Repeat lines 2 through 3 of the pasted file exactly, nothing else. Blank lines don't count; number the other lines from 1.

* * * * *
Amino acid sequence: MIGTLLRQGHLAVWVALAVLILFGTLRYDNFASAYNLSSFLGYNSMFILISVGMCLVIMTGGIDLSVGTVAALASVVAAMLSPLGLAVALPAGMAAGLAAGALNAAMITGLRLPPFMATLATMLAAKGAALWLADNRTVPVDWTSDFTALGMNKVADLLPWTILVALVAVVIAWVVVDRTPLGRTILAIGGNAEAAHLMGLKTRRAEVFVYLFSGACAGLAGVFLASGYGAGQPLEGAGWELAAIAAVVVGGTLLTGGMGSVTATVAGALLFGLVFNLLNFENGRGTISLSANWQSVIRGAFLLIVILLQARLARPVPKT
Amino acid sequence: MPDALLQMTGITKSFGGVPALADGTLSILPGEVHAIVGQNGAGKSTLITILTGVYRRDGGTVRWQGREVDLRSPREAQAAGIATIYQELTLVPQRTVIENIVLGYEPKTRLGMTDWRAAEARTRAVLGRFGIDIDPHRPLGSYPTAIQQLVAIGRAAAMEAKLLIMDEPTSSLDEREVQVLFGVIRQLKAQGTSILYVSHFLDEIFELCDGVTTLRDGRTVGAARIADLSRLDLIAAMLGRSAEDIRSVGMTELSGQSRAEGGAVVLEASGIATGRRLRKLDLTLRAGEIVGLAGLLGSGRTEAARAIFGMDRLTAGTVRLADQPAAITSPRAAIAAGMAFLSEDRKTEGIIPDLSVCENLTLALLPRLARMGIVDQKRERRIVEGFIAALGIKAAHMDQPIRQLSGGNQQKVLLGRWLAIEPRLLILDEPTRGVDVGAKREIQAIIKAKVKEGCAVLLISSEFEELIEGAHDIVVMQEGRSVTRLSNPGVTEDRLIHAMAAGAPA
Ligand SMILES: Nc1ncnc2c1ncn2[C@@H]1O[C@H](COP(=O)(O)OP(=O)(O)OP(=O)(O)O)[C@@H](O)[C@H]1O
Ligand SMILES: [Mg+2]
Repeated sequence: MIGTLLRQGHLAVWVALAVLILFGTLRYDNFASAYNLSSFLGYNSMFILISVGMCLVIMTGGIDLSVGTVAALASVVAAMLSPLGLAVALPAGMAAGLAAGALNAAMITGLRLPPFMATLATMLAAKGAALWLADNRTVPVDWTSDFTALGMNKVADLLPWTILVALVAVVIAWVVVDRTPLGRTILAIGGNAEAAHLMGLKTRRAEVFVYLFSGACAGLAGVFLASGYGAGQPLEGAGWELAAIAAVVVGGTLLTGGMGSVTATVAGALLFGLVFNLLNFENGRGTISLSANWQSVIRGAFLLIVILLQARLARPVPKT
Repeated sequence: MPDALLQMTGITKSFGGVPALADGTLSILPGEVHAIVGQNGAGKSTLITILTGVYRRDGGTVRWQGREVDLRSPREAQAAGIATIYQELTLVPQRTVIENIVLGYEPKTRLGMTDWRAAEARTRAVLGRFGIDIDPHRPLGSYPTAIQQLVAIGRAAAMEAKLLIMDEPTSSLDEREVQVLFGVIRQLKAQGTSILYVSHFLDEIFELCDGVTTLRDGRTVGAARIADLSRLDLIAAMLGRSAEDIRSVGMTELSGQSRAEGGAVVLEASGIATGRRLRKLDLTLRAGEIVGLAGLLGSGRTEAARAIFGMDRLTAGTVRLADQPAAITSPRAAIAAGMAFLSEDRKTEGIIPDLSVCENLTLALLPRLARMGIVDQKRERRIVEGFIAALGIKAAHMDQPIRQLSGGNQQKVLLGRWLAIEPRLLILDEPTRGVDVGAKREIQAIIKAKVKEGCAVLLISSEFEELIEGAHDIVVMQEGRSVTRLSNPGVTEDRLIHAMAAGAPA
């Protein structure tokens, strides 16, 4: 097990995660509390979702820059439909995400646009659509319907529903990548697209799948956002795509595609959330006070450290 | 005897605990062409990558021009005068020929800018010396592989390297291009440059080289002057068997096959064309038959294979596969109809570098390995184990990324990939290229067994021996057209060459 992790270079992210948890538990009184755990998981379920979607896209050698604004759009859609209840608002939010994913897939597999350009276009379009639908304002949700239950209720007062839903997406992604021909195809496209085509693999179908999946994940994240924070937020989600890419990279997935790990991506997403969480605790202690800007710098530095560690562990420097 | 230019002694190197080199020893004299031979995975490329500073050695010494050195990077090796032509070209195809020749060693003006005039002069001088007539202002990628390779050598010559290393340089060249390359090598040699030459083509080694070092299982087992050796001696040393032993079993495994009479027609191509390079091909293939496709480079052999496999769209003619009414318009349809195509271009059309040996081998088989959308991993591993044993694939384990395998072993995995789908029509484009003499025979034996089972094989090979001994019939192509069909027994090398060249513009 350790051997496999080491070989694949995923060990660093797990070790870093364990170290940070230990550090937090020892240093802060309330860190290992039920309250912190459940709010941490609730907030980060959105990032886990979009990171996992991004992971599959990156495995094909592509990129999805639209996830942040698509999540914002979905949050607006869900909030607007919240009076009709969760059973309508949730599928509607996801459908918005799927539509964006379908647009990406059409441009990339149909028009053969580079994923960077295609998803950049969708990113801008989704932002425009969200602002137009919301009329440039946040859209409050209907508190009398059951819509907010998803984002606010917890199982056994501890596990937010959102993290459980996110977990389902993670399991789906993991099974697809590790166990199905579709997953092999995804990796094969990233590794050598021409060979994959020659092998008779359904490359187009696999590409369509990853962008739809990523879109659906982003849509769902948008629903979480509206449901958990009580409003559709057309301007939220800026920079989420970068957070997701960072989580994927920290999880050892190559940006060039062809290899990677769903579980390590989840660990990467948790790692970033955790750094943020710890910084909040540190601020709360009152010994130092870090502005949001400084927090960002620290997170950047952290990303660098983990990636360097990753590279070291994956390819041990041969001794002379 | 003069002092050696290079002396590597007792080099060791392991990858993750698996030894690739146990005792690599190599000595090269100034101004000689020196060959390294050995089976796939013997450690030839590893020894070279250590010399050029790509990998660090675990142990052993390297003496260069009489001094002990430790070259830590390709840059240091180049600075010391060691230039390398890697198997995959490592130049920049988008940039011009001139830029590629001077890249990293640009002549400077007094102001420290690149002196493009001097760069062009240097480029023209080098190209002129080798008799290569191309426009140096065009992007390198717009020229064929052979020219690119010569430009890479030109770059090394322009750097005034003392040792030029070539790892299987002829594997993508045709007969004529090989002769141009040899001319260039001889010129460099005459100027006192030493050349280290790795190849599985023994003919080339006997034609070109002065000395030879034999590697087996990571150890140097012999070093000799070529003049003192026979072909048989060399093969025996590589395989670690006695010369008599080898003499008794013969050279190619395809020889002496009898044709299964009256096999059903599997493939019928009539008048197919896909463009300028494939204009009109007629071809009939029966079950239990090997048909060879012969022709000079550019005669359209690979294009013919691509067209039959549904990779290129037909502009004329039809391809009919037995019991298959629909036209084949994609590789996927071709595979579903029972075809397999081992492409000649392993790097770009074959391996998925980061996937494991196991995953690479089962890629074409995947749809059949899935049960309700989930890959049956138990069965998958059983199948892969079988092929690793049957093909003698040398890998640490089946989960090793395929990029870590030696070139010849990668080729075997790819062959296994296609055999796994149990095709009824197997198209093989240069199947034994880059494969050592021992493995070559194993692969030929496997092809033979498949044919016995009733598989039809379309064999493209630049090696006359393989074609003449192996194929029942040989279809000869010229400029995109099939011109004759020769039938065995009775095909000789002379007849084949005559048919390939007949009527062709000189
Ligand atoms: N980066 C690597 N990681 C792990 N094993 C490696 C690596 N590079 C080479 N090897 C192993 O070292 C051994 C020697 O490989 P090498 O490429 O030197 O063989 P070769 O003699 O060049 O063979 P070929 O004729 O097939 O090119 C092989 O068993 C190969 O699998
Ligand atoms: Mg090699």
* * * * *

Amino acid sequence: MPDALLQMTGITKSFGGVPALADGTLSILPGEVHAIVGQNGAGKSTLITILTGVYRRDGGTVRWQGREVDLRSPREAQAAGIATIYQELTLVPQRTVIENIVLGYEPKTRLGMTDWRAAEARTRAVLGRFGIDIDPHRPLGSYPTAIQQLVAIGRAAAMEAKLLIMDEPTSSLDEREVQVLFGVIRQLKAQGTSILYVSHFLDEIFELCDGVTTLRDGRTVGAARIADLSRLDLIAAMLGRSAEDIRSVGMTELSGQSRAEGGAVVLEASGIATGRRLRKLDLTLRAGEIVGLAGLLGSGRTEAARAIFGMDRLTAGTVRLADQPAAITSPRAAIAAGMAFLSEDRKTEGIIPDLSVCENLTLALLPRLARMGIVDQKRERRIVEGFIAALGIKAAHMDQPIRQLSGGNQQKVLLGRWLAIEPRLLILDEPTRGVDVGAKREIQAIIKAKVKEGCAVLLISSEFEELIEGAHDIVVMQEGRSVTRLSNPGVTEDRLIHAMAAGAPA
Ligand SMILES: Nc1ncnc2c1ncn2[C@@H]1O[C@H](COP(=O)(O)OP(=O)(O)OP(=O)(O)O)[C@@H](O)[C@H]1O